Science Focus 7 - Unit 5

Teaching Notes for Planet Earth Unit - Science Focus 7 Science Focus 7 - Unit 5 Teaching Notes Edquest Resources 2001 Created by Edquest Resources ...
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Teaching Notes for Planet Earth Unit - Science Focus 7

Science Focus 7 - Unit 5

Teaching Notes Edquest Resources 2001

Created by Edquest Resources 2001

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Teaching Notes for Planet Earth Unit - Science Focus 7

Topic 1 – Minerals

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(pgs. 354-360)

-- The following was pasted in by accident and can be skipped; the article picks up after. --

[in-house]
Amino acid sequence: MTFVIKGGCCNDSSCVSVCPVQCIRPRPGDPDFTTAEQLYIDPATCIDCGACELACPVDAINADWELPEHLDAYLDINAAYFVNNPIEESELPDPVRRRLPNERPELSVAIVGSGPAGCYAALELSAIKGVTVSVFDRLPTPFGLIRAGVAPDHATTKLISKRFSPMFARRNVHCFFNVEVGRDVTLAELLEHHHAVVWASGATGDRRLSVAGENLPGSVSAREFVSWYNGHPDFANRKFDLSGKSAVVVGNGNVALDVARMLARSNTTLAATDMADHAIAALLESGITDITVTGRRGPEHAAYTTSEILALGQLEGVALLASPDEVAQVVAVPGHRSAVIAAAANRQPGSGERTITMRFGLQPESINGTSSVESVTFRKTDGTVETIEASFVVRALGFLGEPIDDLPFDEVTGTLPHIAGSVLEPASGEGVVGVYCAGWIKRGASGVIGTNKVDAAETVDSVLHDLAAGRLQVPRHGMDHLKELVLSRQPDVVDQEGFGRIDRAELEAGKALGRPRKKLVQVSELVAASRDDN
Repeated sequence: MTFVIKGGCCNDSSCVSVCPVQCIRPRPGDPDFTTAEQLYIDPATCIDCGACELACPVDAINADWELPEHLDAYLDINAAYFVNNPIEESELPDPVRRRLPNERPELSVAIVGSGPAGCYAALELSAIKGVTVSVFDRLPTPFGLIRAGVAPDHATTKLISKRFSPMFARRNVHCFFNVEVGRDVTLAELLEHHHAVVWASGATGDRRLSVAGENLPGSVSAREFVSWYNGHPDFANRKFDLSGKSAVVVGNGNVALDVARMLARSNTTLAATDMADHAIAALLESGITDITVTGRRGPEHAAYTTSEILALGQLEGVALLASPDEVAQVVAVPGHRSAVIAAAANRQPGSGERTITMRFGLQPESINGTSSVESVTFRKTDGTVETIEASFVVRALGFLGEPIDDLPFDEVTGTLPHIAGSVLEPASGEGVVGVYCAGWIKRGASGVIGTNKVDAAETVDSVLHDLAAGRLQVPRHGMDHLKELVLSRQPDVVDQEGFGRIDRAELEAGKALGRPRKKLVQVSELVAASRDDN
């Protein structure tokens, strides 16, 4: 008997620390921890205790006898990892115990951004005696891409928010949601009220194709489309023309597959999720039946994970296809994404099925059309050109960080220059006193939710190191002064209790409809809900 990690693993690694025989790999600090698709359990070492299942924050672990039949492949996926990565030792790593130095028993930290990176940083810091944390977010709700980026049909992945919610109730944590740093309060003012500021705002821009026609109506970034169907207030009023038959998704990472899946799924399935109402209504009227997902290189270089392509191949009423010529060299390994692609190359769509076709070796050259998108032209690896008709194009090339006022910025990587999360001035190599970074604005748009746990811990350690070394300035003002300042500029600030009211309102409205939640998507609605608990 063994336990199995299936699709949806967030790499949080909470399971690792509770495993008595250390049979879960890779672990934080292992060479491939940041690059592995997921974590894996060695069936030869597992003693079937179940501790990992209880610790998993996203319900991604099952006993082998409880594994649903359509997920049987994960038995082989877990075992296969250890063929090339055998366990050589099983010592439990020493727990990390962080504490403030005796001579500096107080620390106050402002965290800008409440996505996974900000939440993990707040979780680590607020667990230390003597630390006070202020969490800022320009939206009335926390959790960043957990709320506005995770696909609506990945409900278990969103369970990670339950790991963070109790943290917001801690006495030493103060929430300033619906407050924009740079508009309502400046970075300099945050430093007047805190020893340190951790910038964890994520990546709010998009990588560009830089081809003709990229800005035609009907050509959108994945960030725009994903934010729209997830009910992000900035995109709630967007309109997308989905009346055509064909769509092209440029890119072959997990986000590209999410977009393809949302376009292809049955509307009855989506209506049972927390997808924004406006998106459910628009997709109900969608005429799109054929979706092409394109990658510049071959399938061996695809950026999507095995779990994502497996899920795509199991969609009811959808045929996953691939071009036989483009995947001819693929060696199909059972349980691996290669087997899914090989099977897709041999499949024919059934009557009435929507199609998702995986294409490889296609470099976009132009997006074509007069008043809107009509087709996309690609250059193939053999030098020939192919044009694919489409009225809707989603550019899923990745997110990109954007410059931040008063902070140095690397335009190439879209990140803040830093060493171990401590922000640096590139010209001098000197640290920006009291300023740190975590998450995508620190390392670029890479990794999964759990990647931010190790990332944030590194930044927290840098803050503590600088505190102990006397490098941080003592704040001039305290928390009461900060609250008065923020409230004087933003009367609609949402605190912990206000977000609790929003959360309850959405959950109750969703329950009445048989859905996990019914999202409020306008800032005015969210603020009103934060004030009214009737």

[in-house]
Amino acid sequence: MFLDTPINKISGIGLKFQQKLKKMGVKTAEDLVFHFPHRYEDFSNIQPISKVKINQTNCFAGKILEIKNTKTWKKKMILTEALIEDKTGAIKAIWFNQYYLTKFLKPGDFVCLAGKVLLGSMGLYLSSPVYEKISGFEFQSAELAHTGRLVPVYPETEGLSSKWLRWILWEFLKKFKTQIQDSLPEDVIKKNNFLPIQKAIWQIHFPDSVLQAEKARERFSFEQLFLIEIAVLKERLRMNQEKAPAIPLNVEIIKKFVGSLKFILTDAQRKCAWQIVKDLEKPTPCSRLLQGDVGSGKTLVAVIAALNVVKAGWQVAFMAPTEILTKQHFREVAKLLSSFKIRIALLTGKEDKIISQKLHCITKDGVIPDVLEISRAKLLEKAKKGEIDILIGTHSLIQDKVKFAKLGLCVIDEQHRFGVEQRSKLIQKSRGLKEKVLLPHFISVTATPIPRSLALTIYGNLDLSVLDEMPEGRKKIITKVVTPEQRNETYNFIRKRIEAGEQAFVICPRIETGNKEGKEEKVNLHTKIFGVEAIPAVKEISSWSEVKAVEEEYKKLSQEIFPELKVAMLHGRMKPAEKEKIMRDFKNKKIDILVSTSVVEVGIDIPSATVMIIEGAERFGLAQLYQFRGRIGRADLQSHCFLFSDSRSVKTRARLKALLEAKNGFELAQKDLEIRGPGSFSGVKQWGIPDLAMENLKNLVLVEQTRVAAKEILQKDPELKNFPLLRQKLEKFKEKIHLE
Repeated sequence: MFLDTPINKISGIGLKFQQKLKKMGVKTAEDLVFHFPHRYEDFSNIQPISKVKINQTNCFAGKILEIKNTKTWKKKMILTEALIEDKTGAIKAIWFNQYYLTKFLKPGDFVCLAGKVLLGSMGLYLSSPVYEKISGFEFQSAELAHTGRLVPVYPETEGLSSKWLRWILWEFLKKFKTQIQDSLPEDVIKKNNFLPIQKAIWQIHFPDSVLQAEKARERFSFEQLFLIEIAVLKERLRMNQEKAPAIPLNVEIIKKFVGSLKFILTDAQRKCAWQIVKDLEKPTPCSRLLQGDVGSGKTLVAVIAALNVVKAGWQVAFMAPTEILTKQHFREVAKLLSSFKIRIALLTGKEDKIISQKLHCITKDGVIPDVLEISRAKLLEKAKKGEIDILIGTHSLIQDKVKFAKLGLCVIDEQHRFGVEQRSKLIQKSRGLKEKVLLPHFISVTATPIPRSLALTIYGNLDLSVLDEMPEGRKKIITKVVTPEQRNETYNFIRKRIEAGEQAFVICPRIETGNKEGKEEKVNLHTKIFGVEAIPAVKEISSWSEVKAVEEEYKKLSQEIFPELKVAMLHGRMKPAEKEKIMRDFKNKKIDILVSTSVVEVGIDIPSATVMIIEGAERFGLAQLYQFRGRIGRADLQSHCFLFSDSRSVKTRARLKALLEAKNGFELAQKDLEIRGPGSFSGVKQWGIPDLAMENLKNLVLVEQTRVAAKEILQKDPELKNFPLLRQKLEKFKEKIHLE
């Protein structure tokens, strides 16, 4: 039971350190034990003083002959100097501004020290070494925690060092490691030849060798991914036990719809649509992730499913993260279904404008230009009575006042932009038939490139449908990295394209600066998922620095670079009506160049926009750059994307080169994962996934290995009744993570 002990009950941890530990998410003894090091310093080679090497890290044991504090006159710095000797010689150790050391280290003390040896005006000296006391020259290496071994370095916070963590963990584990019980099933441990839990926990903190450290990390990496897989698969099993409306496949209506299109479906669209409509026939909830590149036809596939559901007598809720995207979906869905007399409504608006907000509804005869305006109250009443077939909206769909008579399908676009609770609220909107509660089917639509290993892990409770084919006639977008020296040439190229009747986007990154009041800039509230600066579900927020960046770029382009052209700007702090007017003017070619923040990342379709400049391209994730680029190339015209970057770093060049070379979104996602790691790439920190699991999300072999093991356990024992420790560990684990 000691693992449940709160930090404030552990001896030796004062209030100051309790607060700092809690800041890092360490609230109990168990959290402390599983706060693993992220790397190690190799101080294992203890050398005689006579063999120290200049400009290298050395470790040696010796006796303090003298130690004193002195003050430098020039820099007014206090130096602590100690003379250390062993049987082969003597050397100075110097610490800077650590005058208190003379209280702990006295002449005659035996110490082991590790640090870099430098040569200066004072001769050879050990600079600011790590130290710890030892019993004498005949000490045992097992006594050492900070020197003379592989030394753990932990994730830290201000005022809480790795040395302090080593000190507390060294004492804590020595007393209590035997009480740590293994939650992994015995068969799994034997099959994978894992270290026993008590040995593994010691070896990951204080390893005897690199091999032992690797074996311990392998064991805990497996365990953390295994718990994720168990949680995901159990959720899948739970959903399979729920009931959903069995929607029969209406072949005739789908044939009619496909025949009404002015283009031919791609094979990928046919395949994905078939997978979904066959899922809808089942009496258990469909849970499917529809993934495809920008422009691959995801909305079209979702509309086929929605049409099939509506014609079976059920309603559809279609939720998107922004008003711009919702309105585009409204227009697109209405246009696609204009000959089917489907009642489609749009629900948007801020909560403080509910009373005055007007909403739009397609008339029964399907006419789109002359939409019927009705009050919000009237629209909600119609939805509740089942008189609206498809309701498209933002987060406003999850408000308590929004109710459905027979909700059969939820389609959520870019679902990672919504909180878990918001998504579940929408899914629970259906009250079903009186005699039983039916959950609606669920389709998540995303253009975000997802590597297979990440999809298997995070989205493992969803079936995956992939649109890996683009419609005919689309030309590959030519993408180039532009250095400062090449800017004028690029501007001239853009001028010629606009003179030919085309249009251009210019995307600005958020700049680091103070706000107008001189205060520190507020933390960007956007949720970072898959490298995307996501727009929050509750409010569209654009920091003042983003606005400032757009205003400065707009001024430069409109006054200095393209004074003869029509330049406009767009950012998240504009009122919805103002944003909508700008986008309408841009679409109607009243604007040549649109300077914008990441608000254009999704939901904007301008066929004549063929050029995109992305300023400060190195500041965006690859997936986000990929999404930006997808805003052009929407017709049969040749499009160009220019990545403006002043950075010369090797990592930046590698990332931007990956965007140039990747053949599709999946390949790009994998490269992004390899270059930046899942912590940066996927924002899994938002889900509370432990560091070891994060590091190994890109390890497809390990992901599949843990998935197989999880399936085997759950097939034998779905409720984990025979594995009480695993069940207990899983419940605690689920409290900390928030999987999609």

Rocks contain naturally occuring, non-living minerals. Most minerals are rare and can be elements (pure substances) or compounds (combinations of pure substances). Minerals are not only found in rocks, but they are also found in your body. Moh's Hardness Scale - Friedrich Mohs developed a scale with 10 values of 'hardness' in 1812 (see Table 5.1 p. 355) - Diamond is the hardest and talc is the softest (check the table to find out how hard common objects, like your fingernail) Crystals - Crystals are the building blocks of minerals. They occur naturally, having straight edges, flat sides and straight angles. - There are 6 different crystal types: cubic, tetragonal, hexagonal, orthohombic, monoclinic and triclinic (Table 5.2 p. 355) Identification of Minerals The properties that can be used to identify minerals are: - Lustre: this refers to the 'shininess' of the mineral (how light is reflected off the surface) - Colour: colour can vary even within the same mineral, like corundum (it can be white, blue or red), depending on what other elements are present. - Streak: a streak is the color, of the powdered form, of the mineral. (it can be made by scratching a porcelain tile) - Cleavage and Fracture: is the way a mineral breaks apart. If it breaks along smooth, flat surfaces or planes, it has cleavage. If it breaks with rough or jagged edges, it has fracture. - Transparency: it can be transparent (see through), translucent (shadowy), opaque (non-see through). Applications - Iron and pyrite help the blood carry oxygen - Kidneys produce crystals, called kidney stones - Calcium and dolomite help regulate water in body cells - Diamonds are used in surgery, razor blades, computers, dentistry, oil drilling and a glass-cutter's wheel has diamonds embedded in it.